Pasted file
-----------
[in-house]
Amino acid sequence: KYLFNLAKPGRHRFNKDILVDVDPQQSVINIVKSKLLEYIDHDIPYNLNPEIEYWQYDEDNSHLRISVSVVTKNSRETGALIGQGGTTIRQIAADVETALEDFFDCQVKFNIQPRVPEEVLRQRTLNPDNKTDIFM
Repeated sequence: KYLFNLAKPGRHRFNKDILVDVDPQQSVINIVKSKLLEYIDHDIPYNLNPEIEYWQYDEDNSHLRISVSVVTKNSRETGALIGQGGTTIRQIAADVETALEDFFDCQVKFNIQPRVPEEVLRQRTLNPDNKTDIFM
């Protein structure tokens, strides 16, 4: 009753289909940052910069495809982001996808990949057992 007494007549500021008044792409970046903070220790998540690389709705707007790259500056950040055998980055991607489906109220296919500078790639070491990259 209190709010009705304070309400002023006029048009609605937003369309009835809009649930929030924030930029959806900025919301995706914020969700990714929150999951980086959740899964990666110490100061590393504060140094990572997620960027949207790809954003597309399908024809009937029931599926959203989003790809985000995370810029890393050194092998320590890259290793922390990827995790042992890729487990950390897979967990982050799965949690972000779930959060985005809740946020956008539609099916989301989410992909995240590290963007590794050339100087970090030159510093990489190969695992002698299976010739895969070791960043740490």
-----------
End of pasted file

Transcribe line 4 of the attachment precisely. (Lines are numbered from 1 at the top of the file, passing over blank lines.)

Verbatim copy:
């Protein structure tokens, strides 16, 4: 009753289909940052910069495809982001996808990949057992 007494007549500021008044792409970046903070220790998540690389709705707007790259500056950040055998980055991607489906109220296919500078790639070491990259 209190709010009705304070309400002023006029048009609605937003369309009835809009649930929030924030930029959806900025919301995706914020969700990714929150999951980086959740899964990666110490100061590393504060140094990572997620960027949207790809954003597309399908024809009937029931599926959203989003790809985000995370810029890393050194092998320590890259290793922390990827995790042992890729487990950390897979967990982050799965949690972000779930959060985005809740946020956008539609099916989301989410992909995240590290963007590794050339100087970090030159510093990489190969695992002698299976010739895969070791960043740490």